Here’s another collection of helpful content for you to sink your teeth into, featuring advice for aspiring writers from T.S. Eliot, ‘bestselling’ authors, scrapping your work, and how not to write body language. Thank you, writers, for the quality content!
When are you a bestselling author? By D.E. Haggerty
When do you become a bestselling author? It’s a question I’ve asked myself before, and one D.E. Haggarty set out to answer in her informative article.
You come across a writer advertising themselves as a bestseller. When you click on links to their Amazon listings the book has a handful of reviews but nothing to suggest it’s a bestselling hit.
Haggerty did a bit of research for the benefit of us all, comparing three definitions of ‘bestseller’ from the New York Times, America Today, and Amazon. It’s the Amazon definition which seems to cause the furore. Some authors who break into the top twenty list on Amazon, even for a matter of hours or days, claim they’re a bestseller. Technically speaking, yes. If it happened to me I wouldn’t make the claim. And this is the problem. There’s no industry standard!
T.S. Eliot’s Letter of Advice to a Sixteen Year Old Aspiring Writer by ProfessorWu for nothingintherulebook.com
I never pass up writing advice from the best, and T.S. Eliot certainly falls under that umbrella. This excellently written piece paints an interesting background behind a letter of advice the poet wrote to a sixteen-year-old writer named Alice Queen. Eliot rarely responded to any fan mail.
The letter is full of insights. Here are my favourites:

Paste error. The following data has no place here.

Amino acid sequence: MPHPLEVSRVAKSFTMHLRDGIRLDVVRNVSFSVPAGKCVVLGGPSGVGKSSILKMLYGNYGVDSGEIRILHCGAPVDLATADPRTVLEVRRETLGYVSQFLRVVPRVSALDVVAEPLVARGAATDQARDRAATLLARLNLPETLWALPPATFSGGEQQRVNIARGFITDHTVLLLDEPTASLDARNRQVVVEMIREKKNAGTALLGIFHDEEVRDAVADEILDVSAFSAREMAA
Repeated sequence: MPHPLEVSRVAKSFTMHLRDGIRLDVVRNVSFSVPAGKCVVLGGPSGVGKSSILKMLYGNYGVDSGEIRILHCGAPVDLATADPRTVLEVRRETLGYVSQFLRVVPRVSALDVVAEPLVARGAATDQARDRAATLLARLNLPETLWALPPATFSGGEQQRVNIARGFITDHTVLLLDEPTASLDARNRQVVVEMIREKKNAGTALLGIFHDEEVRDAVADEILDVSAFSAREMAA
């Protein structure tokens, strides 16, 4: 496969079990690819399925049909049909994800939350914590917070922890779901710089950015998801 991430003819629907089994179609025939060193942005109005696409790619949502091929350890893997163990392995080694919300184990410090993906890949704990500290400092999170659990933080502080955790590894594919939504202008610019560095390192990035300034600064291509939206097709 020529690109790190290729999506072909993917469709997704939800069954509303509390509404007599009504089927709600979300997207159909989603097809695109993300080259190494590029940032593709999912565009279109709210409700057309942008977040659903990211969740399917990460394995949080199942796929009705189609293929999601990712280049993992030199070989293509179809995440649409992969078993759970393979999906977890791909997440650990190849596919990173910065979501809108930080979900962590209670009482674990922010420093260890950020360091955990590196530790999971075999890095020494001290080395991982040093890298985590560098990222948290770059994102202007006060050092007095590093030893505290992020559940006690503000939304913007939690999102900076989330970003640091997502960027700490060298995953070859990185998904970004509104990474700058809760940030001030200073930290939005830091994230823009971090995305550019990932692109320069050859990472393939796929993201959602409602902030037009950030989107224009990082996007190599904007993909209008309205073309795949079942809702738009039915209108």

“I cannot tell you how to concentrate, because that is something I have been trying to learn all my life… All I know is that if you are interested enough, and care enough, then you concentrate.”
“The only good reason for writing is that one has to write.”
“My advice to “up and coming writers” is, don’t write at first for anyone but yourself. It doesn’t matter how many or how few universities one goes to, what matters is what one learns, either at universities or by oneself.”
Writing Tip: Scrap Your Work by KaylaAnn
A few weeks ago I may have argued against scrapping work. My approach to a draft of a story was to stick with it, re-shaping and editing until it was right. The idea of re-writing something or binning it didn’t sit right. I’ve worked hard on something, I want to make it right, not give up and start again. Like fuck am I going to waste all those hours poring over it?
Things changed. I sought brutal and honest feedback on a short story and got it. The story had major flaws and a re-write was recommended. I resisted, but in the end I saw no other option to improve the story, so I caved. I’m pleased to say it’s much better now. This article by KaylaAnn gives sound advice when facing substantial problems with stories.
“Writing is hard and scrapping your own work can really suck, but it can also be necessary. So don’t be afraid to toss those sentences, paragraphs, pages, and yes, even chapters!”
How Not to Write Body Language by Nicole Grizzle for letterpile.com
Humans communicate so much through actions, some pre-meditated, some inadvertent. As authors, revealing the emotions and thoughts of characters through body language is a great way to add extra layers to a story. But it’s important to understand body language and its many cues.
This article sets out what not to do, and the advice is golden. I’ve fallen into some of these traps, like being too specific, overusing character habits—annoying for readers—and telling instead of showing.
It inspired me to go off any buy a book on body language, which I did for a whopping three pence at Amazon. Here it is, if you’re interested: https://www.amazon.co.uk/gp/product/0859697827/ref=oh_aui_detailpage_o00_s00?ie=UTF8&psc=1